Leaving aside for a moment the initial showboating/grounding, in the aftermath do you think the captain’s actions indicate that he believed that he could bring the ship in safely? The animation indicates he at first manuevered for the port, but without power/engines found he could not bring it to a stop to anchor. It does appear that the hard to starboard was to either bring the ship back to the port or at least stop the forward momentum. Apparently he decided to keep the passengers calm and delay beginning evacuation procedures, which were not well understood by most of the passengers or crew. Meanwhile one can assume that he was asking for assessments of the damage and the inflow, which it seems would have indicated that the ship was going to sink. At this point it appears he would have had little choice but to ground the ship intentionally. And here is where is his earlier decision to delay, it would appear, turned deadly. As the ship grounded to starboard, it looks like this is when it rolled 70+ degrees, making progress to evacuation points extremely difficult and launching boats nearly impossible.

  8. A Question says:

    My other question relates to the initial grounding. Without clear photos of the stern and the starboard side, there is much that the public does not know at this point. What is your interpretation of photo #30 in Andy Hall’s post above? It would appear that this is the starboard side which is holed. This could have occurred in the “second” grounding. Could it have occurred in the “first” grounding, ie, off of Le Scole? That is to ask you, is the Lloyd’s List AIS data reliable that only the port side grounded off of Le Scole?

  9. Rick Spilman says:

    Again, we are all speculating. At this point all we can be sure of is how little we know. I definitely do not want to speculate about what the captain was thinking in the period after the grounding.

    It appears from the animation that the captain took reasonable action immediately following hitting the ledge off Le Scole rock. Without engines, the ship was still traveling at a considerable speed and he appears to have acted prudently to get the weigh off the ship. He obviously did not want to run into the port breakwater or to drift off into the Tyranean Sea. Until the ship slowed down, he could neither anchor nor launch the lifeboats.

    Now we all get into to an area where we can only speculate about what happened. We don’t know if the damage to the ship was enough to sink her. The 30 meter gash in the port side had to be letting in a vast amount of water. We don’t know if anyone consulted the Damage Control Plan to determine the likelihood of staying afloat based on the information that the captain was getting from his officers and crew regarding the scope of the flooding. Let’s assume that they did everything exactly right. (At this point we might as well give the captain the benefit of the doubt, after he has been blamed for so much.)

    They determine that the ship is sinking. Grounding the ship in shallow water seems a prudent course of action. If the bottom is reasonably flat, everything should be fine. If the ship is partially floating and partially supported on rocks or a ledge, however, it can become unstable. Is that what happened to the Costa Concordia? I wish I knew. This possibility is the one that makes the most sense to me, but only as compared to the alternatives.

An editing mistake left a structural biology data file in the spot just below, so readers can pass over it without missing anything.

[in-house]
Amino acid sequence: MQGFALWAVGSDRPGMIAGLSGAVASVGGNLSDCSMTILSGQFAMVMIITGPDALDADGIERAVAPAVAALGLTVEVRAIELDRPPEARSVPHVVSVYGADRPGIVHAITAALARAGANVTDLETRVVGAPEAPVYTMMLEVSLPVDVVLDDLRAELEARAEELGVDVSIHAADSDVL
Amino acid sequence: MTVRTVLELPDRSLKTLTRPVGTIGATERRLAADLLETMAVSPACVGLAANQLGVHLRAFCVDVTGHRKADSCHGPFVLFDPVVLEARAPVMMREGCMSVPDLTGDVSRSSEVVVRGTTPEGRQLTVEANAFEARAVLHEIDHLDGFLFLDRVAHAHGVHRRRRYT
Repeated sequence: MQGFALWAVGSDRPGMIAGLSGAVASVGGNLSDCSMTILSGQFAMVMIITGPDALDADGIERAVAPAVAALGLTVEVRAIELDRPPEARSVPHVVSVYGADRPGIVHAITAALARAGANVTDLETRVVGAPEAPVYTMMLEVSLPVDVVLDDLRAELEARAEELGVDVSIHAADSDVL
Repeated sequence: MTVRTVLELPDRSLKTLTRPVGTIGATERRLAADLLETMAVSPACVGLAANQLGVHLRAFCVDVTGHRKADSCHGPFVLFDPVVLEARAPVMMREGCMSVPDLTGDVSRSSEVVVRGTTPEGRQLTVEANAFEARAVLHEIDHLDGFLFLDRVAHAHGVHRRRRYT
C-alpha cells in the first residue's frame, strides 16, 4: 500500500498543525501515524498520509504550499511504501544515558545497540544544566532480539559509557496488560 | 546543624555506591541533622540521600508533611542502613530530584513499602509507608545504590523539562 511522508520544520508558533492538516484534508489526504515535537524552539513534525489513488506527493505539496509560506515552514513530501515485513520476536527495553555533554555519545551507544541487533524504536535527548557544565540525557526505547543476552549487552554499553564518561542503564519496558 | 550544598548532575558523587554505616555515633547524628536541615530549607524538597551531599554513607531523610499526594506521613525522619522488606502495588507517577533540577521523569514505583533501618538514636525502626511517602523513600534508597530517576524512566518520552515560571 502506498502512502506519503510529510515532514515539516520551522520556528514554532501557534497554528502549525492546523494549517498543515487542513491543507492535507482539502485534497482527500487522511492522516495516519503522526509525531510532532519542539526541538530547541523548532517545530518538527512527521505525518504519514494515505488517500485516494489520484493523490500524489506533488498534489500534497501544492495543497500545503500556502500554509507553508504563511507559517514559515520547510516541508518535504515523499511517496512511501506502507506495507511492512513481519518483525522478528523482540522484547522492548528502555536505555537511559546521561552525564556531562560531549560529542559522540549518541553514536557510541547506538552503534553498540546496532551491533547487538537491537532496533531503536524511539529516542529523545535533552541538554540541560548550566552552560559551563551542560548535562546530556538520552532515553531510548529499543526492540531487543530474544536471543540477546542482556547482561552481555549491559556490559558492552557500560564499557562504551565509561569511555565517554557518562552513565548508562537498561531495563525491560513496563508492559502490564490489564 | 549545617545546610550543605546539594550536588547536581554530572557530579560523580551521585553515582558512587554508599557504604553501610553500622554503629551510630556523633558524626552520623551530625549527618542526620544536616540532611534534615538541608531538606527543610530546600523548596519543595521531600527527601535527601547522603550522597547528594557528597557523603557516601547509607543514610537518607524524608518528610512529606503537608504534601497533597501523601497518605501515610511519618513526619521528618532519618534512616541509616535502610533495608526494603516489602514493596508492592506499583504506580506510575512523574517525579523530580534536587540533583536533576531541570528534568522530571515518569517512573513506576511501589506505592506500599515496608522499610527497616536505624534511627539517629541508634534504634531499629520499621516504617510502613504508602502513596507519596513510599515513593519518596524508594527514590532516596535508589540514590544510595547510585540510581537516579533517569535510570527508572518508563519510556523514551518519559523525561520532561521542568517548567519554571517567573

If a loss of stability due to grounding was at least part of the cause of the ship listing so dramatically, then it is possible that anchoring and discharging the passengers and crew into the boats might have been the safer course, depending on how fast the ship was sinking, and with the benefit of speculative hindsight.

    I agree that the fatal mistake was delaying the order to abandon ship. Perhaps the captain thought that running the ship aground in shallow water would keep her afloat and upright and if so that there were greater risks to his passengers associated with launching boats at night. (I just said that I wouldn’t speculate what the captain was thinking, didn’t I. Oh well.)

    The $500 million euro question that remains unanswered is why the ship rolled as it did. My guess is instability related to the second grounding but that is only a guess. If anyone has better information or greater insights, I am sure that we would all love to hear it.

  10. Rick Spilman says:

    Photo #30 in Andy’s link looks to my eye like a damaged section of bulwark, possibly in way of a chock. Presumably that would be high enough up so as to be damaged only when the ship rolled.

    Early AIS plots published in a Turkish newspaper showed the ship passing west of Le Scole rock in a narrow passage used only by fisherman. If that was the case damage could have been on both the port and starboard sides. I think the AIS plot showing the ship passing east of the rocks makes a lot more sense. If that is the case it is hard to image how more than the port side could have been damaged.

  11. Tim McFeely says:

    There are a lot of assumptions as to the whole sequence. Adding to these is where exactly was the Captain? Was he on the bridge? Decisions made on the bridge seem suspect in some respects, and although training does have limits, experienced mariners should make well educated decisions. What are the levels of experience from the rest of the bridge team?

  12. BobK says: